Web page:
For children in low-income urban neighborhoods in California, there's often no safe place to play.
Building playgrounds is a start, but a pilot program in Los Angeles wants to take a different approach: putting play where you wouldn't expect it, and where kids can use it.
"Let's Play Everywhere Los Angeles" is launching this summer in L.A., aiming to convert some of the urban spaces that children visit every day -- like vacant lots, bus stops or laundromats -- into places where they can play. It's the brainchild of KaBOOM, a nonprofit that will build 10 such projects in the city.
"Sometimes single-parent families don’t have that luxury to drop off their kids at the park," said L.A. Deputy Mayor Barbara Romero, who is tasked with expanding parks and play opportunities in the city's underserved neighborhoods. "So how do we build interim play areas for kids who can't get to a park?"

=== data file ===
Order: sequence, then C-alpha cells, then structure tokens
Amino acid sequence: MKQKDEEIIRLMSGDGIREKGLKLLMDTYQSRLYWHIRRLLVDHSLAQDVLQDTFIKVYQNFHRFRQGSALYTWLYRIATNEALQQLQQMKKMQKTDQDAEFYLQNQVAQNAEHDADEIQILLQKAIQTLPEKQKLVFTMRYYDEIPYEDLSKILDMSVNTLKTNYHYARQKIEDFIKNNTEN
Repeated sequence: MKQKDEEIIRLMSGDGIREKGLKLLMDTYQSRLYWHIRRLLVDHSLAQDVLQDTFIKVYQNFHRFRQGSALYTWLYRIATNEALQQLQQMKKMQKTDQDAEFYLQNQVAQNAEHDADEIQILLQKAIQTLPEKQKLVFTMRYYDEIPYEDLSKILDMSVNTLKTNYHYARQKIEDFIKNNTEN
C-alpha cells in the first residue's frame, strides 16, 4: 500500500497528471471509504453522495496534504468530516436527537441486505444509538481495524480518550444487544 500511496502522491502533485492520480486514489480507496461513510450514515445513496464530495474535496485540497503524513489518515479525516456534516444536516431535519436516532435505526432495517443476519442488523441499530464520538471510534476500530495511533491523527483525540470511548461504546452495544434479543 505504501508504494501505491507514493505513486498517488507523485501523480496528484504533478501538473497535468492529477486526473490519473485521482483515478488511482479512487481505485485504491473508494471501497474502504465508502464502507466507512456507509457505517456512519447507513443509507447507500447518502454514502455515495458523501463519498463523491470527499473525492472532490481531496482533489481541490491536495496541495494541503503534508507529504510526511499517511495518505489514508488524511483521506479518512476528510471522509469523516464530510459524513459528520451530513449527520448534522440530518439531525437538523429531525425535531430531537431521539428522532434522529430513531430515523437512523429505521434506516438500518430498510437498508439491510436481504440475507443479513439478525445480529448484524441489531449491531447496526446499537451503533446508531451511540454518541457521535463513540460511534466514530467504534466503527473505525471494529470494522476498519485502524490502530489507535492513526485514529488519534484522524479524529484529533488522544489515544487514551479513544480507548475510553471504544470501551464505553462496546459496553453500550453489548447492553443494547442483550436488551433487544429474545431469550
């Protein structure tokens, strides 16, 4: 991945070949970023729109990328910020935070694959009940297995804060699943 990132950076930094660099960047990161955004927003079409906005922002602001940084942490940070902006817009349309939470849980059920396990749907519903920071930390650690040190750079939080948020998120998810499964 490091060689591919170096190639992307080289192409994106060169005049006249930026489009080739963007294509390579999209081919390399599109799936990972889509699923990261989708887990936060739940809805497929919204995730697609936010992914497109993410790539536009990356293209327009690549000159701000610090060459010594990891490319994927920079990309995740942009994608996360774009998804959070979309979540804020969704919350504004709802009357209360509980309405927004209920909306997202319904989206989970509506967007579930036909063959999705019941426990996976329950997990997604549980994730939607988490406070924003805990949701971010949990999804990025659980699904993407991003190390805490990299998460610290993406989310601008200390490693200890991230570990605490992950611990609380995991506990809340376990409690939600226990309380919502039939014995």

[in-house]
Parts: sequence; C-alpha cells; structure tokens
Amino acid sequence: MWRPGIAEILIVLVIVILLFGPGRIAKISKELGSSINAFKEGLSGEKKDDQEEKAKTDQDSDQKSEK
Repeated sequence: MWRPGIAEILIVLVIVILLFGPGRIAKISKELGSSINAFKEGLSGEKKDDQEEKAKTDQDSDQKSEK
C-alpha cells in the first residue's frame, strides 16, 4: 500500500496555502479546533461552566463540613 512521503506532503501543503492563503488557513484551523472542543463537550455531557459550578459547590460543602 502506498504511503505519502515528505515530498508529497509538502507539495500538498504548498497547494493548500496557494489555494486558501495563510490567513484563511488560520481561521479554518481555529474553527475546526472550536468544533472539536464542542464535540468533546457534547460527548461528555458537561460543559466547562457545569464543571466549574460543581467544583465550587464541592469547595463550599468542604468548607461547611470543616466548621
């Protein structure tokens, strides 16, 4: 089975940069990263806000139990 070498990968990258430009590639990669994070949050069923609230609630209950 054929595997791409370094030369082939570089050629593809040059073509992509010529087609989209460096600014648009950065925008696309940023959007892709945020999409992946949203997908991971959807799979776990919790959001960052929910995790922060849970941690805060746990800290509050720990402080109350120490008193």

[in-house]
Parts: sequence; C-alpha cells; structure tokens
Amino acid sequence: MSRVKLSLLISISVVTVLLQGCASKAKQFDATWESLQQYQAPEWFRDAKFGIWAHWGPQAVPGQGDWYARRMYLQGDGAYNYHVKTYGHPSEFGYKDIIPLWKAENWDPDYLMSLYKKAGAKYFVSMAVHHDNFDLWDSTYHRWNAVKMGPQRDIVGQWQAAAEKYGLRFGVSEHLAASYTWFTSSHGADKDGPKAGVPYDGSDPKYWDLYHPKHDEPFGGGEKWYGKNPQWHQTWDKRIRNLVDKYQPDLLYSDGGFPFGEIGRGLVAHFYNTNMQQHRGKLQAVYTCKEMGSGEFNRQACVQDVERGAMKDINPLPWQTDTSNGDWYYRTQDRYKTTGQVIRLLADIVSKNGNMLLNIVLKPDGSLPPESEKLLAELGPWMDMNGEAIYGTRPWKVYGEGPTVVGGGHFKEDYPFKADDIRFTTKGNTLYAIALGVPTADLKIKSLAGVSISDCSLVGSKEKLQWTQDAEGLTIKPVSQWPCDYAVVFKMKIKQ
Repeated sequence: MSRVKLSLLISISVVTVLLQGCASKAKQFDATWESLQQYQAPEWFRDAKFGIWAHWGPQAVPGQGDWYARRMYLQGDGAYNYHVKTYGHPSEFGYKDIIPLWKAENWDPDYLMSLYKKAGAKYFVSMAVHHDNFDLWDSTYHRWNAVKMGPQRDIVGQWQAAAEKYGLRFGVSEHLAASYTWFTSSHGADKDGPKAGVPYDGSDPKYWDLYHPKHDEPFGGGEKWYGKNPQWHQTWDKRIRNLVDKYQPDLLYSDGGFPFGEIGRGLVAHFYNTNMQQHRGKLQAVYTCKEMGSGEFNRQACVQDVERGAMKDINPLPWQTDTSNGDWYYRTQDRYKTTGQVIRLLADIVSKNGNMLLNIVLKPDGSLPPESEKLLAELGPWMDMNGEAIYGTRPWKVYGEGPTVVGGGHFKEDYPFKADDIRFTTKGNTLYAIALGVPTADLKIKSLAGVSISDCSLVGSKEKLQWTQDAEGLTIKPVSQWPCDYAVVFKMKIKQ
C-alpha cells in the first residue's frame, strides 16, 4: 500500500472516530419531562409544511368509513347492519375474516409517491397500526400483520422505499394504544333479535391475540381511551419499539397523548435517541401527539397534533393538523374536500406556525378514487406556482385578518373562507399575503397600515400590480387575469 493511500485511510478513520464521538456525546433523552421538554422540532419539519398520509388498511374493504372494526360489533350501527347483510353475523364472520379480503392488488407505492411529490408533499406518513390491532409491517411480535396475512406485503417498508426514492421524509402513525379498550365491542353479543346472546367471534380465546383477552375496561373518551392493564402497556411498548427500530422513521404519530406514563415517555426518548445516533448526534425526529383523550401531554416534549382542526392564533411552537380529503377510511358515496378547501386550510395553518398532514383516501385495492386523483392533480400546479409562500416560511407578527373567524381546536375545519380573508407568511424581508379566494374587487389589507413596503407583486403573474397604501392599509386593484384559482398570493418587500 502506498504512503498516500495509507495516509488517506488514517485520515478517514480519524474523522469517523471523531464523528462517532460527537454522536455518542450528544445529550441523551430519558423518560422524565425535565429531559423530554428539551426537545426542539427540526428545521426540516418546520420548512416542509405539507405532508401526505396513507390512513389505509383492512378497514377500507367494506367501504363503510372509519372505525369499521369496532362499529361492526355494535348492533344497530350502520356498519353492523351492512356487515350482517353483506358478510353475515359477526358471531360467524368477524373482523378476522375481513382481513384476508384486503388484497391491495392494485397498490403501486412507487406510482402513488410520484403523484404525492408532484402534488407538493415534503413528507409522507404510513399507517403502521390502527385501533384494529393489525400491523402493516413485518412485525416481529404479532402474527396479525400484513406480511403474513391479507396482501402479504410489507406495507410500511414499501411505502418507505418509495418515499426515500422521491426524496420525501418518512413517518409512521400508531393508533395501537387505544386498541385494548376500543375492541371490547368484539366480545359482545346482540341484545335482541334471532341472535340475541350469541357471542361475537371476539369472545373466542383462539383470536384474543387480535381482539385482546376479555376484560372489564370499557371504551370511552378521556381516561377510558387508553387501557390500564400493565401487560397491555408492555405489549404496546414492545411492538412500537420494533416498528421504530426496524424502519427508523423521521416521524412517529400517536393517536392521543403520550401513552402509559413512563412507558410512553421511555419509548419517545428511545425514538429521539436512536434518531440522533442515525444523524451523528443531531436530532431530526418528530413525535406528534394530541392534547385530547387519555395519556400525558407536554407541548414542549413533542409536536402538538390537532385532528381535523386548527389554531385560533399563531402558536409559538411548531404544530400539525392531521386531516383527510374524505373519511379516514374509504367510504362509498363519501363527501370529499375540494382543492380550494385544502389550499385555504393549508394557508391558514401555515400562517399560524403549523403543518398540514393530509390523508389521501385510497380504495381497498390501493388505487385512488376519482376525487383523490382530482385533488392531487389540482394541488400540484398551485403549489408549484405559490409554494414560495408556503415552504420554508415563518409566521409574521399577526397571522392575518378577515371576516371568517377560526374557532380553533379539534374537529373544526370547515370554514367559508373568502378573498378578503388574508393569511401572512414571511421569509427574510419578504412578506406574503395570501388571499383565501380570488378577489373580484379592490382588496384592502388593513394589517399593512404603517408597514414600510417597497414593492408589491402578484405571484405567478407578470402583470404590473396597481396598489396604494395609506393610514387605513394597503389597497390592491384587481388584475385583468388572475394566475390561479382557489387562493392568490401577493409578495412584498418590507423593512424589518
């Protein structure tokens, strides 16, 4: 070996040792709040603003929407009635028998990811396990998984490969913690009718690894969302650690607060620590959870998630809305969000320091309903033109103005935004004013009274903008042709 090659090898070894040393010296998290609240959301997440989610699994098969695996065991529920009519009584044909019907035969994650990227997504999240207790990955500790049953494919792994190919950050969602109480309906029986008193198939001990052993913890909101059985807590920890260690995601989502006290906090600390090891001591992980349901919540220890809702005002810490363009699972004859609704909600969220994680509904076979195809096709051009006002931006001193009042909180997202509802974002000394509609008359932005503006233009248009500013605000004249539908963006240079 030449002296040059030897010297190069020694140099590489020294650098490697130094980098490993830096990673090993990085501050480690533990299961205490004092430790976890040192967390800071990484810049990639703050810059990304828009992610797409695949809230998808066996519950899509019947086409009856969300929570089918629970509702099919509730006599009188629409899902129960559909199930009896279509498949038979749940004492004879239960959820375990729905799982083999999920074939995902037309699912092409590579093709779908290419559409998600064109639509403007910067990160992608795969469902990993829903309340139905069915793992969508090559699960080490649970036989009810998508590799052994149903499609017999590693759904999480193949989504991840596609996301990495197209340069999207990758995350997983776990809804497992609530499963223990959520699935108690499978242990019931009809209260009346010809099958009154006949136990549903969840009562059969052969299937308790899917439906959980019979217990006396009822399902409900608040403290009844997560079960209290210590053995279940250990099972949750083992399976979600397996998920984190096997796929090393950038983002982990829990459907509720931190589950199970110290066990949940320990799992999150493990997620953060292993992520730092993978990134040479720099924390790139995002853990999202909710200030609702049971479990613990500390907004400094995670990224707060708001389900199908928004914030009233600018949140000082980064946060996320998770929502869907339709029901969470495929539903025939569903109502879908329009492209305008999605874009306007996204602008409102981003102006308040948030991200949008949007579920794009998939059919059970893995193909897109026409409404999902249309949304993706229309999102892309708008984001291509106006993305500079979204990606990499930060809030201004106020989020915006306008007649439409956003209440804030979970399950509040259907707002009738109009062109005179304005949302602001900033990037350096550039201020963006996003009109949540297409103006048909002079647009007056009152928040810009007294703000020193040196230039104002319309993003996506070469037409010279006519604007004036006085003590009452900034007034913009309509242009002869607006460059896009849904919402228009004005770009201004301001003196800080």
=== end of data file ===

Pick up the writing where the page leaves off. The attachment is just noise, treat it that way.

In other cities and states where KaBOOM has rolled out projects, people have come up with a variety of answers: A laundromat in Vermont became a puppet theater for kids; a bus stop shelter in the Central Valley was transformed into an interactive game station.